Warren and Wayne Cook umpire together for final time, All Star series game

Deb Moldaschel
The Sleepy Eye Herald Dispatch

This reporter got a call the other week. Gary Hess, formerly of Fairfax (now relaxing in Alexandria) asked, "Are you going to write an article about Warren Cook?" Be glad to, why? What's happening? was the answer. Hess, who used to manage the Fairfax Cardinals, said "Cookie" was going to retire from baseball umpiring after working one more game—with his twin brother Wayne—at the Minnesota State Baseball Coaches Association's All-Star series on Saturday, June 26.

It was a great story tip. Hess said to ask Wayne Cook, a former sports writer for a number of community newspapers, for more information. It turned out both brothers were pretty excited about this final opportunity to work a big game together. It is quite an honor to be asked to work the All-Star series, and the brothers have been invited to do that for years.

Warren and Wayne Cook are certainly well known as umpires in this region and also as Sleepy Eye area guys. Warren still lives in Sleepy Eye; Wayne lives in Redwood Falls.

From Warren's scrapbook—the Cook brothers got their start as batboys 60 years ago.

"I just wanted to say how great it is that Warren and Wayne have worked so long umpiring," said Hess. "They never ever thought they were more then the game. They took pride in what they were doing and also wanted to be there. Many umpires are there for the wrong reasons. Not Warren and Wayne—they will be remembered for a very long time. Both of them belong in the Minnesota Baseball Hall of Fame." 

Wayne (left) and Warren Cook got a social media shout out from the MN Baseball Coaches at their final All Star game.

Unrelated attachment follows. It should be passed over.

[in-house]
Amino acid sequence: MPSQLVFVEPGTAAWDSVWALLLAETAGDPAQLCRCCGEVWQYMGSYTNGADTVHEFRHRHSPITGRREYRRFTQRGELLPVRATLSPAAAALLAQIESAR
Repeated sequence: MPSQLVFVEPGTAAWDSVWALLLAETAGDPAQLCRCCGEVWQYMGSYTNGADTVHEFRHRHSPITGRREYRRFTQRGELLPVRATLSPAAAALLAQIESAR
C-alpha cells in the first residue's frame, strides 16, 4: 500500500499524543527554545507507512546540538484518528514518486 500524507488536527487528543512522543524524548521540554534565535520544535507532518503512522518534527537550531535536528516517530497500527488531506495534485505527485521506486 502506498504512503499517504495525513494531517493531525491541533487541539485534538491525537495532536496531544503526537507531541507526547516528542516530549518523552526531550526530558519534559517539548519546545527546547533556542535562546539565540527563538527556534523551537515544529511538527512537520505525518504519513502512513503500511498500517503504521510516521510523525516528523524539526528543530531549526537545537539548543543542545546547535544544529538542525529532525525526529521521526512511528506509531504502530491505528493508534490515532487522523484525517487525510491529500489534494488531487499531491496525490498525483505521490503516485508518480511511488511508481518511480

Saturday's weather brought much-needed rain—good for farm fields and gardens, bad for baseball games. "Just beat the rain Saturday with the first two games," said Warren. "The last three games were finally scrubbed—called off at 9 p.m." So the Cook brothers got to work what Warren had decided was his last game, just as planned.

Wayne on the field at the All Star game.
Warren on the field at the All Star game.

"I haven't done much umpiring for a couple years," said Warren. "And then with the pandemic, getting older, and putting on some weight, I decided it was time to stop." But not without a big finish—working a game at the Minnesota High School Baseball Coaches All Star Series.

Wayne has remained active in umpiring and said this would be the last game the brothers worked together but, "I'm thinking of going two more years," he said. "That would make it 50 years of umpiring for me."

Warren answered a series of questions about his umpiring career.

HD: How did you get started umpiring baseball games?

Warren: I actually umpired my first game for Wayne's Leavenworth Junior Bi-County team in 1972. But umpiring wasn't in my blood yet then— I was still in college at Southwest Minnesota State, until graduating March 1, 1974. I was too busy.

I started playing slow pitch softball in 1972 for Stadick Rexall Drug and played for 14 years. Then I took over coaching for Wayne the next year. I coached Leavenworth Bi-County baseball with Bill Groebner from 1973 to 1978. Then I was alone there for two super years, with q 34-3 record. So I thought it was time to move up.

I restarted the Sleepy Eye amateur team with Ray Mielke and Shorty Haus in 1980, after it was disbanded and idle for five years. I only coached two years more and realized umpiring paid more, so I finally got into umpiring.

1980 was my first year, and I worked 50 base games, no plate, mostly with Wayne, with the Southwest MN Umpires Association. My first wife's grandfather, Larry Knigge, really believed in my ability and even got me in the State Amateur tourney in Brownton, that first year. I can still remember the scores. Norwood 4-0 over Marshall and Watertown 5-3 over Clinton. Everything went smooth. Larry was secretary then until passing away in 1991. What a great guy and really knew his baseball too. I am so grateful for that start and boost he gave me then. My "hobby," as i called it, had now begun full force.